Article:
Tallulah at the Movies: Celeste and Jesse Forever

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The premise of Celeste and Jesse Forever is ambiguity personified.

Celeste (Rashida Jones) and Jesse (Andy Samberg) are longtime married sweethearts who are on the road to divorce. Celeste is dynamic, hyper smart in a laidback manner. Jesse is laidback.  His laidbackness — I didn’t read it as slackerness, I felt that he was simply casual about his life and ambition. His casualness is the trigger for Celeste asking for a divorce. He moves out to his studio in the back of the house. They are in this limbo between marriage, divorce and love, believing that it will all work out.

At times,  I find ambiguity terrifying. Life is a constant roller coaster of unknowns — why not seek out and stake certainty?  The last few months of intense personal introspection has forced me to rethink ambiguity and its favorite cousin, fear.  Specifically, I’ve opened up myself to the reality that feelings of uncertainty and fear can’t be avoided.  Shit is ambiguous.  And that truth doesn’t mean it’s the end of the world.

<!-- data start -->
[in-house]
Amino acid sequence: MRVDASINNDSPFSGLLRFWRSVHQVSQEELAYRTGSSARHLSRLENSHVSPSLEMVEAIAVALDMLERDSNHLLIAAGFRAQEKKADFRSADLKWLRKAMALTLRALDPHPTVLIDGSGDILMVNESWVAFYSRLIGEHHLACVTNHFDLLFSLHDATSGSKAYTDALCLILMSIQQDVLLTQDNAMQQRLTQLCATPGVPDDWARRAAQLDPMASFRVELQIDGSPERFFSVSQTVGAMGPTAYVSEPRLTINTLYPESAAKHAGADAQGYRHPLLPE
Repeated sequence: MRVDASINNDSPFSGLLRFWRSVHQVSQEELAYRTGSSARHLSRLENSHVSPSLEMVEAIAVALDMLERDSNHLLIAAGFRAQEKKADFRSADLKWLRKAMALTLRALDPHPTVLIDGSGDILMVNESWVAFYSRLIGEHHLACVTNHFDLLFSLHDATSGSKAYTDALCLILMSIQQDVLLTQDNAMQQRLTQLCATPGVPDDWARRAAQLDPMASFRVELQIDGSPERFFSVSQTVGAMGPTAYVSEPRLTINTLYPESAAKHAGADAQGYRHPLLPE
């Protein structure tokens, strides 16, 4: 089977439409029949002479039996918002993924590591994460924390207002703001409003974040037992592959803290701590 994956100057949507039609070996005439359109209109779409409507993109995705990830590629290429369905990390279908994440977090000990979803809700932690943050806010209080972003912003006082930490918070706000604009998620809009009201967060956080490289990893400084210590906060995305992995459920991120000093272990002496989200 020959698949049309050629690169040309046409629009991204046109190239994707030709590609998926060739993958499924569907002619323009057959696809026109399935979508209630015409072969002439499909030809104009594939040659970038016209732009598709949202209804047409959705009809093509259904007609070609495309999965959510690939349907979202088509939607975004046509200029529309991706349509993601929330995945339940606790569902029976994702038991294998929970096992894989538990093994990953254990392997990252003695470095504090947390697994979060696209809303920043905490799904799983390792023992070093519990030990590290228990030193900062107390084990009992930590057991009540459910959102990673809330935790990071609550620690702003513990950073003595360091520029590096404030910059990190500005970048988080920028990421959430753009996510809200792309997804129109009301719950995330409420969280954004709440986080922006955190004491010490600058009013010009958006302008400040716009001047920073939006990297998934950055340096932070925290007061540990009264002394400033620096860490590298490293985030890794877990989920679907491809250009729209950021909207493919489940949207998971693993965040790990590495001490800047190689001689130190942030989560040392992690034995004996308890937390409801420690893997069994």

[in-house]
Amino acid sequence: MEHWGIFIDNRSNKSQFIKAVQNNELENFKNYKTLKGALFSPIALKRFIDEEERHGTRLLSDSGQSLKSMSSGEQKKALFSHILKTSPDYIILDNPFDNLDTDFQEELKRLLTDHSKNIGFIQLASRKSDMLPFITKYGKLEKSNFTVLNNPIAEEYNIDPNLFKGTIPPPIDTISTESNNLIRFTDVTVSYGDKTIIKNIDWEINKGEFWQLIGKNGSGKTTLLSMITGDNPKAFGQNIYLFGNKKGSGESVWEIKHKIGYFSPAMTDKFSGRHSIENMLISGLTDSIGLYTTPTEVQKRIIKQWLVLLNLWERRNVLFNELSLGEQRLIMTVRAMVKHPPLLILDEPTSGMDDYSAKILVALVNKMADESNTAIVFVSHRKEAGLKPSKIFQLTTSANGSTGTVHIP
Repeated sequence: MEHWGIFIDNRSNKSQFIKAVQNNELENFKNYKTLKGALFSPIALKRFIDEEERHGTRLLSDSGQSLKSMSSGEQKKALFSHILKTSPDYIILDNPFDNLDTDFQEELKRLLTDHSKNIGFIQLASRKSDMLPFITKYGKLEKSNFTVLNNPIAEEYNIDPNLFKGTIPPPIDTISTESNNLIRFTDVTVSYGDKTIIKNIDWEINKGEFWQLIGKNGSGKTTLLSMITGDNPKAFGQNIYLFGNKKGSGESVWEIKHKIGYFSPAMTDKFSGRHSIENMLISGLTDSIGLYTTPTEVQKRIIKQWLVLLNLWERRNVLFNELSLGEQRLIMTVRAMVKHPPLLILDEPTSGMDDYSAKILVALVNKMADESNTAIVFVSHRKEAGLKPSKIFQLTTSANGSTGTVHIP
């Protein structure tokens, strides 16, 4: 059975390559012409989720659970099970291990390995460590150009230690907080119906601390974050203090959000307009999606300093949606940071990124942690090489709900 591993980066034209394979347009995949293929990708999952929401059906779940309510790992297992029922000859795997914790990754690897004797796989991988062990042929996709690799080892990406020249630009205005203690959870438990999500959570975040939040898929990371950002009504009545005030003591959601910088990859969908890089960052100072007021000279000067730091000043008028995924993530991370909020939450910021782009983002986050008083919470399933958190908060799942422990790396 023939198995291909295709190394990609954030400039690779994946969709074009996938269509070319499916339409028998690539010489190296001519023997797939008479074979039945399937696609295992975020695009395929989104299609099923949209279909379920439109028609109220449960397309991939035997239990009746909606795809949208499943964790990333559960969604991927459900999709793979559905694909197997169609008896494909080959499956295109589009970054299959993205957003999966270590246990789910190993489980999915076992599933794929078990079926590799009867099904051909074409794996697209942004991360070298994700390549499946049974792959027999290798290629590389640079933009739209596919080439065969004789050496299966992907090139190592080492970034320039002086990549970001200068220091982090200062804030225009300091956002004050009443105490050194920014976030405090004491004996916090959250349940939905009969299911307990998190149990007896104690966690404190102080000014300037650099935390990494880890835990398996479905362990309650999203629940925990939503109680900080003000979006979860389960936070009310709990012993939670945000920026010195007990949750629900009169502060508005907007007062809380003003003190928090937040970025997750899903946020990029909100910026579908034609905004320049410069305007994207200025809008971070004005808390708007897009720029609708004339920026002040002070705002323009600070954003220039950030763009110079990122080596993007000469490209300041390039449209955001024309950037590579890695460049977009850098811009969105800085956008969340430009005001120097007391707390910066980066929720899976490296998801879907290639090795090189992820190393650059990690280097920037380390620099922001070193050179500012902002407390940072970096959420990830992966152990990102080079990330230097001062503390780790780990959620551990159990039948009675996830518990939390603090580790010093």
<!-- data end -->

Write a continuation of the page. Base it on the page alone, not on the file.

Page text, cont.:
Celeste and Jesse Forever gets that with some lovely humane and humorous grace.

Grace notes:

  • The music in the film enhances the story and the characters & their motivations. There’s an organic feel that makes me believe that these people would listen to this music. It’s very lived in and familiar. Lily Allen, Brenda Russell, and a cover of Biz Markie‘s ‘Just A Friend’ that I need to find.
  • Andy Samberg annoyed me for a long time – although I did make an exception for the Lazy Sunday and Shy Ronnie videos.  The reason is my aversion to manchild antics being celebrated and Samberg came off as one of the poster men for such adolescent behavior.  I have to give him props for this role. His Jesse is so heartfelt and poignant in his floundering. I believed him.  His performance is eye opening in the same way Adam Sandler was in Spanglish.
  • There is a montage in the movie that works the metaphor of emotional journey very well. For some this may be too on the nose, but I found it reassuring because that’s what life is all the time. Some days, the journey means the A train is waiting when you step off the G.  Some days it means getting stuck in Macau overnight because the ferries stop running at midnight.
  • Everyone should have a friend like Skillz.

I want people to see this movie.  To see how this couple who are so familiar and lived in with each other shift into ambiguity.

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